Web Design Challenge Two: Design/Usability Center, Bentley University
By Julia Wilkinson
EcommerceBytes challenged three professional web designers to give an online store a homepage makeover as part of the Web Design Challenge. You can read more about the Challenge and how the merchant was selected in today's introductory article.
Here's the second redesign from the Design and Usability Center, Bentley University - you'll have a chance to look at all three and vote for the design you think does the best job of meeting the merchant's design goals. And you'll pick up some tips for your own storefront along the way.
Does Glamoursurf's design structure match shoppers' expectations? Peter McNally of the Design and Usability Center at Bentley University assessed the site from a usability standpoint. He identified problems with how categories are arranged, which could lead to customers taking longer than expected to find the area they are looking for. He also identified Glamoursurf's search feature as an area needing some attention. Read Peter McNally's assessment of the site and what Glamoursurf should keep in mind from a user's perspective.
Commentary and Analysis from the Design and Usability Center, Bentley University
Glamoursurf.com offers a great selection of vintage swimwear and accessories. Below I point out some things Glamoursurf is doing right, providing a solid customer experience, and then discuss several opportunities for improvement.
As seen on the left-hand navigation menu, there are many interesting areas of inventory. There are some natural categories, however it is unclear how these are arranged and customers may take longer than expected to find the area they are looking for.
For example, the critical link "View Shopping Cart" is hard to find in the middle of the list. In using the site, it took me several minutes to figure out how many items were added to my cart.
1) Remove non-inventory items from the main navigation area.
- a) Display the "View Shopping Cart" and "Checkout" links in a prominent location, e.g., toward the top of every page.
- b) Provide a secondary or auxiliary navigation area containing items such as "Policies," "Articles," "Links," "Join our Mailing List," etc.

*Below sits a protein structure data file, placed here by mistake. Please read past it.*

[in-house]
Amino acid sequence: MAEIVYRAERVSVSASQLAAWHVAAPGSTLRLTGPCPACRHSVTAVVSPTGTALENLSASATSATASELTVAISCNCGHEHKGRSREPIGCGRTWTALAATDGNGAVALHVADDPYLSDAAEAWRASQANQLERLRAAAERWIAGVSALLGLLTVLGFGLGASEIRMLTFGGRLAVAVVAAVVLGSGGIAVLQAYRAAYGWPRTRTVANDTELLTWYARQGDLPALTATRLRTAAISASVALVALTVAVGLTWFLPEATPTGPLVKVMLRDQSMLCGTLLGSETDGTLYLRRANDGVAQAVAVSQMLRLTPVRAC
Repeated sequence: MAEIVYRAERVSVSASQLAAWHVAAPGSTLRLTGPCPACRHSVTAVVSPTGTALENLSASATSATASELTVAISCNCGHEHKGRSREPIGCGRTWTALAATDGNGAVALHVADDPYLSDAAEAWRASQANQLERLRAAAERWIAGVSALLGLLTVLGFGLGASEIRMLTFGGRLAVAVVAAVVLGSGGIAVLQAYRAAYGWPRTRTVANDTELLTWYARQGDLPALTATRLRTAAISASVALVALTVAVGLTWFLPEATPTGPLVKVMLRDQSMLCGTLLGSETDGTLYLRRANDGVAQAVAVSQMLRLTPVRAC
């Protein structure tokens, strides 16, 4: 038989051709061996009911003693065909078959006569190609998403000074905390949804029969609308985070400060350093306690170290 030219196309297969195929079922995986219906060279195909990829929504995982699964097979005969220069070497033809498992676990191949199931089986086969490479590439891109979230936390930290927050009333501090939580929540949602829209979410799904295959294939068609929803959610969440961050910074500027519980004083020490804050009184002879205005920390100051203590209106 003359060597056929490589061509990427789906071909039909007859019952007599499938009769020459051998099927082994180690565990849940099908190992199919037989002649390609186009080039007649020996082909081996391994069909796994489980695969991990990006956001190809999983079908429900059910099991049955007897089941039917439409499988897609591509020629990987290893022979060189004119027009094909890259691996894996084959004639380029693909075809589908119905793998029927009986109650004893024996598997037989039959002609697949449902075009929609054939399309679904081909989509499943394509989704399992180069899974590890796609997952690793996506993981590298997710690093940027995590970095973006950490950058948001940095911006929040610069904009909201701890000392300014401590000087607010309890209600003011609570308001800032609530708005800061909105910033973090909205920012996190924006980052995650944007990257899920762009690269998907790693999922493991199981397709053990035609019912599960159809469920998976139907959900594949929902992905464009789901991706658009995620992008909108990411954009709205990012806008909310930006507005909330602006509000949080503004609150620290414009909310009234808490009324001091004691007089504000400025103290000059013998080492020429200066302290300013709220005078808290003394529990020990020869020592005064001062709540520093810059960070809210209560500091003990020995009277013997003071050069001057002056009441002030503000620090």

2) Organize inventory into 5-7 main areas.
- a) Each main area could have sub-areas if applicable. When designing your navigation, it is critical that you get inside your customers' heads and organize your products as they expect them to be organized.
- b) The best way to do this is to conduct a "card sort." In this technique, you provide a handful of customers several cards. Each card lists one unique product category. The customers then organize the cards into their own groupings. Traditionally this is done with index cards; however, a good way to do this online is with a tool called OptimalSort from Optimal Workshop. See the details on their web site. I recommend you start out with the free version and gather feedback from 5-10 customers. This should tell you if you current grouping matches your customers' view of the world or if you should consider reorganizing.
The search seems to be searching for the keywords across the site. Searching for "men swimwear 1990s" returned mostly relevant inventory. However, the first result listed was for women.
Some people prefer to search first, rather than browsing on a site. So it is important to carefully consider your how your search works. In addition, the majority of Internet users is used to Google Search and expects all searches to work like Google. Therefore the simple search field currently on the site will meet many customers' expectations.
1) Consider providing an advanced search that will let more seasoned customers narrow products by category (based on any updated navigation categories), price, label, size, and any other relevant data. This feature will allow your "power" customers see what you have quickly.
2) Make sure you display the most relevant results first based on all the keywords.
GlamourSurf.com offers a unique line of vintage swimwear and accessories. While there is a lot of good inventory, customers may get lost or delayed in browsing and searching the current site. I hope my recommendations will give you some things to consider as you move forward with your business. I wish you much success!
About the Designer
Peter McNally is a Senior Usability Consultant at the Design and Usability Center at Bentley University and has over 20 years' experience in usability, information architecture, accessibility, and software engineering. Peter has designed and evaluated user interfaces in the healthcare, financial services, government, education, energy, manufacturing, defense, and electronics industries. He is a member of the International Usability Professionals' Association (UPA), ACM CHI, Boston UPA, and Boston CHI.
How to Vote
Now it's time for you to weigh in! Here are the three designs:
Design # 1 - submitted by Ventura Web Design
Design # 2 - submitted by the Design and Usability Center at Bentley University (above)
Design # 3 - submitted by Redhead Labs
Once you've looked at all the designs, use the survey to indicate which of the homepage mockups you think best meets the Glamoursurf's goals. And look for the final "reveal" in the next issue of EcommerceBytes Update.
About the author:
Julia Wilkinson is the author of "The eBay Price Guide" (No Starch Press, 2006) and "eBay Top 100 Simplified Tips & Tricks" (Wiley, 2004-6). Her free "Yard Salers" newsletter is at available at YardSalers.net where you will also find her latest ebook, Flip It Again.
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